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Ghana Bigger Than Any Party   
 
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23-Apr-2012  
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The National Enforcement Body of the 2012 Political Parties Code of Conduct has cautioned against actions and utterances that threaten the peace and stability of the country, stressing that Ghana is bigger than any political party or individual.

The body, established by the Institute of Economic Affairs (IEA) with the approval of the political parties, is mandated to monitor the conduct of the political parties and their supporters to ensure they behave in a manner that is expected of them as enshrined in the Political Parties Code of Conduct of 2012.

Following a meeting with the executive of the National Democratic Congress (NDC) and the New Patriotic Party (NPP) in Accra Thursday, to deliberate on the recent disturbances that characterised the ongoing biometric registration exercise, the body cautioned political parties to beware that they were being monitored by the enforcement bodies at the national and regional levels before, during and after the elections and that any officer/executive who violated the code would be named and shamed.

A statement issued in Accra, jointly signed by the Chairman of the National Enforcement Body, Most Rev. Emmanuel Asante; a visiting Fellow at the IEA, Brigadier General Francis Agyemfra; and representatives of political parties and other organisations, noted that the NDC and the NPP had been at the centre of the recent allegations of hate speech, inciteful statements, as well as violence against women and children.

The other members are Justice Emile Short, a former Commissioner of the Commission on Human Rights and Administrative Justice; Ms Hilary Gbedemah, Rector of the Law Institute; the Deputy Director of the National Commission of Civic Education, Mrs Augustina Akumanyi; a representative of the People’s National Convention (PNC), Mr Atik Mohammed, and a Deputy Chairman of the Electoral Commission, Mr David Kangah.

The rest are: Mr Abdulai Fulamba, a representative of the NPP; Mr Paul Manly Awini, a representative of the Ghana Police Service; Mr Kwame Jantuah, a Convention People’s Party (CPP) representative; Father Patrick Amos from the National Catholic Secretariat and Mr William Doworkpor, a representative of the Progressive People’s Party (PPP).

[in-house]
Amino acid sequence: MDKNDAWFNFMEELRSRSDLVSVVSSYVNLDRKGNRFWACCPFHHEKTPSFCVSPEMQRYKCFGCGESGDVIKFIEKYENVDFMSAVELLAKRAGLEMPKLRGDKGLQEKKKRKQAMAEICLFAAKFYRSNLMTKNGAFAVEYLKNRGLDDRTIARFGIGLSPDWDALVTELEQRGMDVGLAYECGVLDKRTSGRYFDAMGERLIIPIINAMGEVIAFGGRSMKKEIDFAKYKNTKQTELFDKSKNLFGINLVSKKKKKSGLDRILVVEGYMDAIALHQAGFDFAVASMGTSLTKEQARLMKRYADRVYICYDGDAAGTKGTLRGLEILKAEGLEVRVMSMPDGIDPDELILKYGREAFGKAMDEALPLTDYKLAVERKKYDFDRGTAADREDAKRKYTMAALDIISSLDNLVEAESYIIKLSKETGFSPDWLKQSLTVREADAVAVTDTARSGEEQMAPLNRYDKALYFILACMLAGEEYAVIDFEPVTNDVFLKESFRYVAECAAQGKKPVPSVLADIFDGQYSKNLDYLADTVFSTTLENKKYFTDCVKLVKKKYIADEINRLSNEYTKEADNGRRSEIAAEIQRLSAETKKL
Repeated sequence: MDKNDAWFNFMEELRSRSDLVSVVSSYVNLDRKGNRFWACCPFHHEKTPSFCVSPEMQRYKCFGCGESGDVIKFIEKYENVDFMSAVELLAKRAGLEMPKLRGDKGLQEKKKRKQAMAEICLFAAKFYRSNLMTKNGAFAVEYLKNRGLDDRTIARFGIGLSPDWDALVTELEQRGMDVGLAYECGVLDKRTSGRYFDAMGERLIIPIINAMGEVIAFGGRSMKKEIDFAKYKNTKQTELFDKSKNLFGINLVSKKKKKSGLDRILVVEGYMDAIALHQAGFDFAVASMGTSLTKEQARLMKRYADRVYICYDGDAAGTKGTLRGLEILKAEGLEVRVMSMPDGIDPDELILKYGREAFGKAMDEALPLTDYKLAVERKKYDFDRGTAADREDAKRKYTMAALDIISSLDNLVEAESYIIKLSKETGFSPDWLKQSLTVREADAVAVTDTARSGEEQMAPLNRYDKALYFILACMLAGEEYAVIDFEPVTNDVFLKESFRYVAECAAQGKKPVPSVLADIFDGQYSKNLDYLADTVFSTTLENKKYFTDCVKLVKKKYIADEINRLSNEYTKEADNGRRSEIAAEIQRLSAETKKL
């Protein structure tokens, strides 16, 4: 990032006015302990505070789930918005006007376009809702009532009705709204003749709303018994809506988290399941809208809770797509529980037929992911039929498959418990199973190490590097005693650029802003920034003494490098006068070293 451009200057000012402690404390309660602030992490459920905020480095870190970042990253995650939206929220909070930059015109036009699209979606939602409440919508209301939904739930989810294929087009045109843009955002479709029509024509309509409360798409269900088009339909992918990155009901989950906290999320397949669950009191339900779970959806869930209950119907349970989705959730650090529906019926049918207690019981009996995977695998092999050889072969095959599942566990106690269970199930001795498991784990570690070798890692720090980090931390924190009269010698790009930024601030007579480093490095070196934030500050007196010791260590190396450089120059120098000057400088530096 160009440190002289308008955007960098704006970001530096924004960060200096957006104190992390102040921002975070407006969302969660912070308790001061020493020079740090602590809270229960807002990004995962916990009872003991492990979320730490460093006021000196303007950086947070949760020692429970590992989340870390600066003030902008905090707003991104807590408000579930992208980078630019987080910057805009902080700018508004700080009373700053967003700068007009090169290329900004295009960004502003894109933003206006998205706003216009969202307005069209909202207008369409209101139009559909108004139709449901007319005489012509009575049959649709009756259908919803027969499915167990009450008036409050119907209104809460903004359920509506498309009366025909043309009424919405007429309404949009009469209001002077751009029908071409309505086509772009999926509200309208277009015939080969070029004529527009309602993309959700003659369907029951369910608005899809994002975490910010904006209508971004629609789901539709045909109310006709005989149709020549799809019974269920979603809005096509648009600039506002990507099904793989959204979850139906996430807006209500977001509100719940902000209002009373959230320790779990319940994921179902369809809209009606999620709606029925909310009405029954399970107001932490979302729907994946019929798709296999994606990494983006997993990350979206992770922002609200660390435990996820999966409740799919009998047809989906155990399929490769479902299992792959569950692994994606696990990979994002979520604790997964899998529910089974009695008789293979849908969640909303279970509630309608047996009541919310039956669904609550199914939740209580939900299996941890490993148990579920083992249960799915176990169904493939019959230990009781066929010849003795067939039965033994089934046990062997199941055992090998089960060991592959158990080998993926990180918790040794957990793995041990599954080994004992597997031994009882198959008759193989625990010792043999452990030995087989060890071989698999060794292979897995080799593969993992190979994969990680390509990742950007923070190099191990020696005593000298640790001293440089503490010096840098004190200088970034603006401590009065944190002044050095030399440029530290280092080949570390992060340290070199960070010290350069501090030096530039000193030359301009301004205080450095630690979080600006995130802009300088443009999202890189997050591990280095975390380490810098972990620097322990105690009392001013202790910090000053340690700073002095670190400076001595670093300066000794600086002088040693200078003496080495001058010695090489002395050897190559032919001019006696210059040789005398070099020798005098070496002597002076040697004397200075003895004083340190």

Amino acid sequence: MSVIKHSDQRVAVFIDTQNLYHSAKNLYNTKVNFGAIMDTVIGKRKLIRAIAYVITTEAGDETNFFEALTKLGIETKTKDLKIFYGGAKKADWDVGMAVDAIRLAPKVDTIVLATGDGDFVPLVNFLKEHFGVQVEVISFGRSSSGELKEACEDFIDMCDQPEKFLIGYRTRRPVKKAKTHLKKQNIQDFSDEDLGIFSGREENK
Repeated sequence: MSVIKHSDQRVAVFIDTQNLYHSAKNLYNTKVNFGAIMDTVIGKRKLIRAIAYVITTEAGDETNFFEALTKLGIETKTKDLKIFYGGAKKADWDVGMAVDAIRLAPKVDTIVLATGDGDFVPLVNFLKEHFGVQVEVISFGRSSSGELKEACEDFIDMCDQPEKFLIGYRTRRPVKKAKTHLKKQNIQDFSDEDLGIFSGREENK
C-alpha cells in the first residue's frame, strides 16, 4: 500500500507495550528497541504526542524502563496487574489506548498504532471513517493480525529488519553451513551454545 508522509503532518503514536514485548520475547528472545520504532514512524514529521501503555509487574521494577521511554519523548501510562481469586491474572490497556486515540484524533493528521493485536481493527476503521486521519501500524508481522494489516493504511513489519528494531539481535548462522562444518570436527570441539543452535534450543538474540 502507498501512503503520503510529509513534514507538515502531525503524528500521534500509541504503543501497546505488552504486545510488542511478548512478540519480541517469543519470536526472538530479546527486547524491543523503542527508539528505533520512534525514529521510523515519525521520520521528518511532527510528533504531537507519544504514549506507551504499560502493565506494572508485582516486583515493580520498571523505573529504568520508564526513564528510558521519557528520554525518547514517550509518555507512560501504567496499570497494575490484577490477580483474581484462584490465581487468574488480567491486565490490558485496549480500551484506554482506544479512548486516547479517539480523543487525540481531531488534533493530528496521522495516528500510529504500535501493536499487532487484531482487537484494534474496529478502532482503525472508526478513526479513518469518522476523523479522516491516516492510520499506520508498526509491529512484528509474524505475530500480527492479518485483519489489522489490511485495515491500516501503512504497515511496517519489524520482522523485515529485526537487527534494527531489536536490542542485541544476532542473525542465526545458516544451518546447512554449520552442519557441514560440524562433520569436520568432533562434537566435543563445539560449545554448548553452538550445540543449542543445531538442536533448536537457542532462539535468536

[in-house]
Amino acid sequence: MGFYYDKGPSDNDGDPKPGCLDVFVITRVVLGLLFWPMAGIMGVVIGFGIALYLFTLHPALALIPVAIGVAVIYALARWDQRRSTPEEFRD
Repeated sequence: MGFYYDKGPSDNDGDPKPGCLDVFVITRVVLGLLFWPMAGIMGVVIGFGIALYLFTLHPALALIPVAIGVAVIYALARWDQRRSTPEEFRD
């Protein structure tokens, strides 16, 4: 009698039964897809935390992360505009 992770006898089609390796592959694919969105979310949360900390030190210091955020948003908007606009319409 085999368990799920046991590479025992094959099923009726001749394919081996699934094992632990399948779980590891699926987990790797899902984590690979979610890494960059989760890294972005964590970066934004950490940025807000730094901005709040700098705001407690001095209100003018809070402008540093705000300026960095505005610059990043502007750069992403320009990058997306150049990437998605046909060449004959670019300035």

The statement recalled some reported cases of violence which included a report of a 12-year-old boy who was accidentally shot when an NDC agent allegedly pulled a pistol and shot through the people at a registration centre at Foase Kokoben in the Bekwai Constituency in the Ashanti Region.

It also noted the alleged report of an NDC party agent who was struck on the head with a sharp machete by an NPP electoral area co-ordinator at the Ayensuano Constituency in the Eastern Region, as well as the alleged attack on Ms Ursula Owusu, an NPP activist by supposed NDC macho men in the Odododiodoo Constituency.

The body made reference to the hate speech and inflammatory comments uttered by members of the two major political parties such as, “we would match the violence boot-for-boot”; “we would do whatever it takes for our people to register”; “I am declaring war”, describing those comments as unfortunate and feared that such comments could worsen the political climate as the country prepared for the December polls.

The leadership of the NDC and the NPP, according to the statement, renewed their confidence in the Political Parties Code of Conduct 2012 and the National Enforcement Body to deal with breaches of the code.

“The political parties further promised to work closely with each other in order to send a signal to their followers that they are not enemies,” it said.

With reference to page five of the code, the body called on the political parties to condemn comments that sought to incite violence and desist from justifying such comments.

The Ghana Police Service was also urged to act independently without fear or favour in the discharge of its duties, as well as the Ghana Journalists Association and the National Media Commission, to, as a matter of urgency, take steps to ensure that media houses that incited violence were sanctioned.

“In the Body’s opinion, the events that occurred during the 2008 elections regarding Oman FM and Radio Gold are still fresh in the minds of Ghanaians and should serve as a guide.”
 
 
Source: graphicghana.com
 
 

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